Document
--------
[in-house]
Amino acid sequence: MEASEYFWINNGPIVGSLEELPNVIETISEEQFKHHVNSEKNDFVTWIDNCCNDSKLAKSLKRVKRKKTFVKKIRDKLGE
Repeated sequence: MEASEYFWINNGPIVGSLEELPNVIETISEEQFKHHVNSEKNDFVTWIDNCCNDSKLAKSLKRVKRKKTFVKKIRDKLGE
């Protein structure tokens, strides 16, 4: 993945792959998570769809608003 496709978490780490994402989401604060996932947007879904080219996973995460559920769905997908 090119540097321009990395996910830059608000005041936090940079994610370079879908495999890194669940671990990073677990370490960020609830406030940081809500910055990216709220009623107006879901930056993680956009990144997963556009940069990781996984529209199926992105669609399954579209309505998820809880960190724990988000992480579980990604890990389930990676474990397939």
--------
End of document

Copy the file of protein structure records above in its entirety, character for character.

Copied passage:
[in-house]
Amino acid sequence: MEASEYFWINNGPIVGSLEELPNVIETISEEQFKHHVNSEKNDFVTWIDNCCNDSKLAKSLKRVKRKKTFVKKIRDKLGE
Repeated sequence: MEASEYFWINNGPIVGSLEELPNVIETISEEQFKHHVNSEKNDFVTWIDNCCNDSKLAKSLKRVKRKKTFVKKIRDKLGE
């Protein structure tokens, strides 16, 4: 993945792959998570769809608003 496709978490780490994402989401604060996932947007879904080219996973995460559920769905997908 090119540097321009990395996910830059608000005041936090940079994610370079879908495999890194669940671990990073677990370490960020609830406030940081809500910055990216709220009623107006879901930056993680956009990144997963556009940069990781996984529209199926992105669609399954579209309505998820809880960190724990988000992480579980990604890990389930990676474990397939």